Berto Camp Notes: Andre Discovers He Has Anemia
By Ryan Maquiñana
Over the last month, Andre “The Beast” Berto learned a lot about himself in his new training headquarters of San Carlos, Calif.
Besides testing his physical limits with Victor Conte and sprint coach Remi Korchemny, or going over the gameplan for his Sept. 3 opponent, IBF welterweight Jan Zaveck, he came across another revelation.
“I did a lot of blood testing, and I found out I was anemic the last two years,” he said after sparring yesterday at the Undisputed Gym. “Without enough iron in my body carrying the red blood cells and oxygen to your muscles, you get fatigued, and now that I know that, I know what we got to work on to make sure I’m 100 percent.”
After going eight rounds with tall junior middleweight Paul Mendez of nearby Walnut Creek and Jonathan Garcia, a junior welterweight who drove up the coast from Watsonville, the former WBC 147-pound champ reflected on how it’s affected his outlook.
“My dad always just taught me to work hard, and you’ll achieve what you got to achieve. Before I would just beat guys on raw talent, but now I’ve learned a lot and I’m more scientific about the way I approach things,” he said.
So far, he insists that the workouts at Undisputed and the College of San Mateo along with his hypoxic high-altitude training and supplements he receives at Conte’s SNAC offices have resulted in a major difference in certain areas.
“Definitely the endurance,” Berto said. “I had trouble with that in the past. Like I said, I found out I was anemic, and we’ve been working on that. I feel stronger. I feel my body recovering faster.”
“He’s handling the workouts significantly easier with far less metabolic disturbance,” Conte added. “Two days ago, he went eight rounds. Rounds seven and eight, he looked spectacular...He’s been here since the 14th of July, so he’s been here for about a month now…I see a lot of improvement as far as his confidence.”
One can talk heart rates or recovery or energy levels, but the only thing that ultimately counts is the result in the ring on Sept. 3. During his sparring session, it was noticeable that Berto’s power and speed remained, when he threw flashy flurries or unleashed a monstrous counter left hand that seemed like a 45-degree hybrid between a hook and an uppercut.
“I spar with 22-ounce gloves,” Berto said, in comparison with the standard 16-ouncers sported by Mendez and Garcia. “I like that edge. I really try to work for mine, so I wear these 22-ounce gloves, but as you can see, the speed is still there…the timing’s getting there, and I’ll be ready to go come fight time.”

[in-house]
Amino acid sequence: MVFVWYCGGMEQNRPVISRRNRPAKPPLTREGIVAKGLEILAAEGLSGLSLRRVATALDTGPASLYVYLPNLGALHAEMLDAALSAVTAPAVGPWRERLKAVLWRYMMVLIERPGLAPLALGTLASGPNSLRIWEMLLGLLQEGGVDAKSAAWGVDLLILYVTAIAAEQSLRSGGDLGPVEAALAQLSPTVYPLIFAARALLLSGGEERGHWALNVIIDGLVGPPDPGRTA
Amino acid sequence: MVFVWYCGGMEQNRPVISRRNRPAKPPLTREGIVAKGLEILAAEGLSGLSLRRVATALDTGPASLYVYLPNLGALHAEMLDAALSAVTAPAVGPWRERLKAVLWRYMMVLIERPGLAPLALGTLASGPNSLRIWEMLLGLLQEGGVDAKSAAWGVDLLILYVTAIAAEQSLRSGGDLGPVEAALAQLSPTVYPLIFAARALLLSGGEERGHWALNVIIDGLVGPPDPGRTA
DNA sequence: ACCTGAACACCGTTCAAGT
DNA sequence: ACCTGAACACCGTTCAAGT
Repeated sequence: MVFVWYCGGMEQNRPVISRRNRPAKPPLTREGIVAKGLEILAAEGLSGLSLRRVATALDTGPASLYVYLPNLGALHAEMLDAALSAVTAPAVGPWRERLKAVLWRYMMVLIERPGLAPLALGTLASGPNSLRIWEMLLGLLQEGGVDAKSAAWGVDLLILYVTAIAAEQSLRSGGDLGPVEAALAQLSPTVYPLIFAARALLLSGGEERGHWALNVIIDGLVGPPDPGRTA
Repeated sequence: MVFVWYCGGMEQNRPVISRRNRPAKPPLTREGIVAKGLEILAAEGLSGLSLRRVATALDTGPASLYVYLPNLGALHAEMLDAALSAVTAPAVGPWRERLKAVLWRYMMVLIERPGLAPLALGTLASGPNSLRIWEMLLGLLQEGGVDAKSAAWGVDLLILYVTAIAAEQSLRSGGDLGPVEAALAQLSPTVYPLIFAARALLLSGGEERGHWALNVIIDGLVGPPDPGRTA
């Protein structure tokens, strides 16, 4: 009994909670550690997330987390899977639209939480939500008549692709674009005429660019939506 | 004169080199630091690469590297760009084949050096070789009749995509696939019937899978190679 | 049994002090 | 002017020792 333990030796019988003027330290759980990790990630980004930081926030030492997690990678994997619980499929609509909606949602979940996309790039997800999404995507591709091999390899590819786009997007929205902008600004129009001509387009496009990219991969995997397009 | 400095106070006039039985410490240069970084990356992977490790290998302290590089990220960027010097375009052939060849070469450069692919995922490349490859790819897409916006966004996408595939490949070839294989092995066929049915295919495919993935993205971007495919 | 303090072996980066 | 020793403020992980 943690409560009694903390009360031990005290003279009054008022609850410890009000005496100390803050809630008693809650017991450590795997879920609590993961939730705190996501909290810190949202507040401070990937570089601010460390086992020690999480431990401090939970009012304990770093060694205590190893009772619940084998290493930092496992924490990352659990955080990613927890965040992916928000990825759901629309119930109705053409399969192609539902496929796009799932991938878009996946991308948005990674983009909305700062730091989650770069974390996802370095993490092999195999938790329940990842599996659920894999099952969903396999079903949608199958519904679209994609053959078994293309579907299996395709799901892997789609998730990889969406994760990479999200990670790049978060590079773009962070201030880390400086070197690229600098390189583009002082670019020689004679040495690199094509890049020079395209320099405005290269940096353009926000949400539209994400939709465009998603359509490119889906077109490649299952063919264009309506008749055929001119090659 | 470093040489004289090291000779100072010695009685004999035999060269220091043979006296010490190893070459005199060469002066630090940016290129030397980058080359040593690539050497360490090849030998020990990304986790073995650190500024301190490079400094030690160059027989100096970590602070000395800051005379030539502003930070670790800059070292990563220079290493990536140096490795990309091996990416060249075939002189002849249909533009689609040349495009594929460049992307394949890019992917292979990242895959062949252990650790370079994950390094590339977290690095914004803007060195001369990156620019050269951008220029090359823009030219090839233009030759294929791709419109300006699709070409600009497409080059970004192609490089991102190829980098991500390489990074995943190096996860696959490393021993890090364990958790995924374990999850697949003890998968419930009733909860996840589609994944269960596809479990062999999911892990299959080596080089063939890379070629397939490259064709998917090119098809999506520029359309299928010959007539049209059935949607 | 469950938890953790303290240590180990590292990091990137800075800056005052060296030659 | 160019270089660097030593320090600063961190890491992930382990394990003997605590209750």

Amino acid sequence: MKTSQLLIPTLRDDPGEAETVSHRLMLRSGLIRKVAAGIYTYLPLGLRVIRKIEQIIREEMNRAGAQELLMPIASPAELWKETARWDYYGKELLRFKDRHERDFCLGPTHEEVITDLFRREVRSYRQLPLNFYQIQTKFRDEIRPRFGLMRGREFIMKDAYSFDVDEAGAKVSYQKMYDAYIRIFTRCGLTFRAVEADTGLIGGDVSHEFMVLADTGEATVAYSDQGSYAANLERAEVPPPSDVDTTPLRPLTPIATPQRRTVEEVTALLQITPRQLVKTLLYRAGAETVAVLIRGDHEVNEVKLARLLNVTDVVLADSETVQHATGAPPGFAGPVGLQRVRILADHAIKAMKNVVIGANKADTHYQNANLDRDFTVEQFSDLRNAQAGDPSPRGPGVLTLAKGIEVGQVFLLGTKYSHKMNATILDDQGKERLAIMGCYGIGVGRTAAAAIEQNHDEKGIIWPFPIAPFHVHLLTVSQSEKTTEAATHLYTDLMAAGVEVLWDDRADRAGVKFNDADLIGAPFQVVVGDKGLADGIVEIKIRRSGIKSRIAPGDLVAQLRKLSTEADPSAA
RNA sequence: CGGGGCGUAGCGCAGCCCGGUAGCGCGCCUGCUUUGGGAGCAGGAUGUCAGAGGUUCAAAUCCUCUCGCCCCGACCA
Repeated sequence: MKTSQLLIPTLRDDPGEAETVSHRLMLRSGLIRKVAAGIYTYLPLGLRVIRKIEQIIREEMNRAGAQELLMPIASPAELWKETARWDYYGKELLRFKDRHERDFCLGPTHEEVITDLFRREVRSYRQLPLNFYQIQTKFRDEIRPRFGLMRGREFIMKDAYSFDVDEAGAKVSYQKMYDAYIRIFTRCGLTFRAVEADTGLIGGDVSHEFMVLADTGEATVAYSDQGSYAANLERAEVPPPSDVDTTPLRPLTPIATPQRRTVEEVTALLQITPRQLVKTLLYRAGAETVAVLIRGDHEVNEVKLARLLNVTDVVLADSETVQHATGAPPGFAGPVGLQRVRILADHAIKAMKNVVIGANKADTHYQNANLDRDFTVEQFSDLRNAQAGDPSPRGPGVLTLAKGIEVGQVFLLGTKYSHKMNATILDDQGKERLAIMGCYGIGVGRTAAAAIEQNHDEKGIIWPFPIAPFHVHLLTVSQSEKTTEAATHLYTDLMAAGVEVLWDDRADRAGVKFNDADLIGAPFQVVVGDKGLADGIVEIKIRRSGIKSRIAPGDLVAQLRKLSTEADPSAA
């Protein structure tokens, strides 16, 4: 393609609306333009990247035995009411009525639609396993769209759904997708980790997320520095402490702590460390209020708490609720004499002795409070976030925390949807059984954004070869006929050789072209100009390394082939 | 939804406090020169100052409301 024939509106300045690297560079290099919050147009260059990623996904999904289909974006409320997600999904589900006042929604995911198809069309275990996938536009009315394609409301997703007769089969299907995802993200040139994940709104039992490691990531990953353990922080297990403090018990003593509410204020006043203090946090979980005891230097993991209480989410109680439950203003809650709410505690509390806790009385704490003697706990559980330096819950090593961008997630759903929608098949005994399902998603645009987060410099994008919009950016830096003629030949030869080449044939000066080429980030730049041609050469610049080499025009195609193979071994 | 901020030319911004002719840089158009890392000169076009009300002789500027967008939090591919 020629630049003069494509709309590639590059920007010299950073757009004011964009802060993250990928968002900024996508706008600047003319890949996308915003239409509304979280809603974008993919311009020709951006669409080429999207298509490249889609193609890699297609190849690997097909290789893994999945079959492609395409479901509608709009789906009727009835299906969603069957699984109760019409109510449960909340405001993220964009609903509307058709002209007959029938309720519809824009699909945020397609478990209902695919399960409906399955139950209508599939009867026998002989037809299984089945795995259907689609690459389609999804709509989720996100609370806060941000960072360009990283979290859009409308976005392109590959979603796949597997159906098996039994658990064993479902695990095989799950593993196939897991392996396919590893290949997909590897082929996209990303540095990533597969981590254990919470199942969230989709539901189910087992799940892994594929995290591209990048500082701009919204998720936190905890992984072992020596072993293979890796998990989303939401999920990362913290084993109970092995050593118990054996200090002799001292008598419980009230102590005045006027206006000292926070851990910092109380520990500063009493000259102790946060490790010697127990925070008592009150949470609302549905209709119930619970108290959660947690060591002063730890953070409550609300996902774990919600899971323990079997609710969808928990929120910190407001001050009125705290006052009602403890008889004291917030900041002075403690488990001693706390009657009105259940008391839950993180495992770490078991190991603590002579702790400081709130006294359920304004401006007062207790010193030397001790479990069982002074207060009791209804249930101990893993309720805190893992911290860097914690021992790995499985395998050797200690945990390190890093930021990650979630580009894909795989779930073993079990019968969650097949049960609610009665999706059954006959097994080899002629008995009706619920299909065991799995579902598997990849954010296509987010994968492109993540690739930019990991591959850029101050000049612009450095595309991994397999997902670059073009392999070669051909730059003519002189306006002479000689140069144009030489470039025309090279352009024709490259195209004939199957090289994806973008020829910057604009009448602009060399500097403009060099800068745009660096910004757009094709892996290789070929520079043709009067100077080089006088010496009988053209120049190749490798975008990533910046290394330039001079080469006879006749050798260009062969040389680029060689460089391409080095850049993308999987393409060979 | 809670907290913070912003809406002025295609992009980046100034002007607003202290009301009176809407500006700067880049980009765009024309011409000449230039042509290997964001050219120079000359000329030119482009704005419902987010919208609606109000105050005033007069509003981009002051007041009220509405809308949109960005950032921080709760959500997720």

Perhaps the quote of the month came from BoxingScene’s recent interview with Zaveck when he declared that he’s coming to Biloxi, Miss., on Sept. 3 because hiding a belt in Europe would not be moral. Berto commented on the line:
“Yeah, that’s good. I respect him on that aspect,” he said, nodding his head. “They (Europeans) know they have to come here to the States to really get that recognition and get that praise as a real world champion…so I expect him to come over this way and defend that title.”
So far, Berto’s trainer, Tony Morgan, has studied Zaveck’s tendencies from his hotel room, and touched briefly on the Slovenian’s style.
“I take my hat off to the guy,” Morgan said. “I watched tape on him. He’s a talented kid. He’s got a good right hand. He puts punches together good, but I think the speed of the American style will give him trouble. Then again, you have guys like Ricky Hatton who come up here and prevail to a certain point. We’re not taking him lightly at all, and may the best man win.”
Berto, who is currently walking around 156 pounds by his estimate, was a little more descriptive.
“When I first heard about Zaveck,” Berto said, “I heard that he was a tremendous pressure, pressure, pressure fighter. And then I’d watch his tapes, and he kind of was the opposite. He’ll try to press a little bit, but then he tries to jump back all of a sudden and start boxing. A lot of his opponents are flat-footed and walk toward him, but this fight will be a little different. We’ll see how he deals with that, but I think it’s going to be a good fight, and I’m ready to go 12 rounds hard.”
Ryan Maquiñana is the boxing correspondent at Comcast SportsNet Bay Area. He’s a member of the Boxing Writers Association of America and The Ring’s Ratings Advisory Panel. E-mail him at [email protected], check out his blog at www.maqdown.com or follow him on Twitter: @RMaq28.
[QUOTE=chiguy91;10983387]yeah, that's what i thought when i read the title. who knows though, maybe it actually did affect him, interested to see how he will look against zavec. hope zavec gives him a challenge though, haven't seen too much of…Comment by chiguy91 on 08-13-2011
[QUOTE=iBreakbeat;10982777]This is just a convoluted excuse for is loss against Ortiz.[/QUOTE] yeah, that's what i thought when i read the title. who knows though, maybe it actually did affect him, interested to see how he will look against zavec. hope…Comment by patpatpts on 08-13-2011
i think im bet around 50 mil on this man not lasting 12 with berto. after i watch more tapeComment by paulf on 08-13-2011
[QUOTE=Leohappy;10980944][img]http://ss1.spletnik.si/4_4/000/000/26c/688/dejan-rafal---.JPG[/img] count on zavec to bring one hell of a fight to berto. he's been sparring with jackiewicz (on the pic) and selcuk aydin, two strong euro welters. berto better be prepared, because zavec is an intelligent boxer; like they…Comment by Spray_resistant on 08-13-2011
He needs to learn to actually box rather than just occasionally throw a quick power shot during the round, hope it lands, and ko's his opponent.Post a Comment - View More User Comments (25)